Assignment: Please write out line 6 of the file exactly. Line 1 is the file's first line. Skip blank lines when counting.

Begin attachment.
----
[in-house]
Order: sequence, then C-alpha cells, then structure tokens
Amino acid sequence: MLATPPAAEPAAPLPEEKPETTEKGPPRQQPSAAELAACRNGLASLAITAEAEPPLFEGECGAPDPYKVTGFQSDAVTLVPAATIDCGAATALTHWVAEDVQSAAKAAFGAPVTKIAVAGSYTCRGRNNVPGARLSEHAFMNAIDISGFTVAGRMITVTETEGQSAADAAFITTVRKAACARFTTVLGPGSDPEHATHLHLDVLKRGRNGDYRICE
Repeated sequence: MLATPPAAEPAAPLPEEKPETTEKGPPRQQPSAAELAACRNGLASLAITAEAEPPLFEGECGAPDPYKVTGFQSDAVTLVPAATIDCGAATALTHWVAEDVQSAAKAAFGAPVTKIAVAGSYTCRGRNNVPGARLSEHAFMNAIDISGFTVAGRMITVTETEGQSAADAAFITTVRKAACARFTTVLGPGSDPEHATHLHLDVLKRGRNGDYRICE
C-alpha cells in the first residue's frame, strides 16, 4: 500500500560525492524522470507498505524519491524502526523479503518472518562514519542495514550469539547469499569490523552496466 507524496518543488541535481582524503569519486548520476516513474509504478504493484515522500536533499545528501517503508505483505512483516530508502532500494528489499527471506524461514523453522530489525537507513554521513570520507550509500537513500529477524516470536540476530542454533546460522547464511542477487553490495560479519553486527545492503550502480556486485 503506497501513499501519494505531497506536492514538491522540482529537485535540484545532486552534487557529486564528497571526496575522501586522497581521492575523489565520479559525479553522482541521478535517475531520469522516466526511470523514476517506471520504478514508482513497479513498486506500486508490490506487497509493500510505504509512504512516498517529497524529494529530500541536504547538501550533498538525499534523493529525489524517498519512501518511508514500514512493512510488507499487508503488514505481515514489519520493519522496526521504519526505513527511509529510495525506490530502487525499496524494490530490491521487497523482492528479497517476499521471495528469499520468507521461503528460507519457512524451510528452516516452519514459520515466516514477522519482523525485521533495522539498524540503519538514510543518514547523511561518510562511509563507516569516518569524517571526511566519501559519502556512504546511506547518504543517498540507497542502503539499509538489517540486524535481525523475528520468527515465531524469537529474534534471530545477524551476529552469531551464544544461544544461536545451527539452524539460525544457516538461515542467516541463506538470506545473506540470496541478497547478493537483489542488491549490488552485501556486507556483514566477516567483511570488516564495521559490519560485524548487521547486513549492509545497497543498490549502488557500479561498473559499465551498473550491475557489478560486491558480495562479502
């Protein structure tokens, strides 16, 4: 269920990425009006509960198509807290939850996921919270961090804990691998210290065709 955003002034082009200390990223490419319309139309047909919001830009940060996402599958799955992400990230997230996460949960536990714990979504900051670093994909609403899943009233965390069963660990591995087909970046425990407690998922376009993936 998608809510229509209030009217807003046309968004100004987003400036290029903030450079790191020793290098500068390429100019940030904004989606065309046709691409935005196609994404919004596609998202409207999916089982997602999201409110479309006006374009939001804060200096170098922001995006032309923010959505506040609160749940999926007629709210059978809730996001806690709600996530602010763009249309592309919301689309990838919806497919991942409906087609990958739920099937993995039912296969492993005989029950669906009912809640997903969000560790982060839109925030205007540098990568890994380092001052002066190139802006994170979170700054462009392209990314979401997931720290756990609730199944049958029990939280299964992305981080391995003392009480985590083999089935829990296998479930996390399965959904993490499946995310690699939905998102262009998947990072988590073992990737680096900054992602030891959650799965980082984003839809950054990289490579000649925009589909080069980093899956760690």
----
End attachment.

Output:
């Protein structure tokens, strides 16, 4: 269920990425009006509960198509807290939850996921919270961090804990691998210290065709 955003002034082009200390990223490419319309139309047909919001830009940060996402599958799955992400990230997230996460949960536990714990979504900051670093994909609403899943009233965390069963660990591995087909970046425990407690998922376009993936 998608809510229509209030009217807003046309968004100004987003400036290029903030450079790191020793290098500068390429100019940030904004989606065309046709691409935005196609994404919004596609998202409207999916089982997602999201409110479309006006374009939001804060200096170098922001995006032309923010959505506040609160749940999926007629709210059978809730996001806690709600996530602010763009249309592309919301689309990838919806497919991942409906087609990958739920099937993995039912296969492993005989029950669906009912809640997903969000560790982060839109925030205007540098990568890994380092001052002066190139802006994170979170700054462009392209990314979401997931720290756990609730199944049958029990939280299964992305981080391995003392009480985590083999089935829990296998479930996390399965959904993490499946995310690699939905998102262009998947990072988590073992990737680096900054992602030891959650799965980082984003839809950054990289490579000649925009589909080069980093899956760690």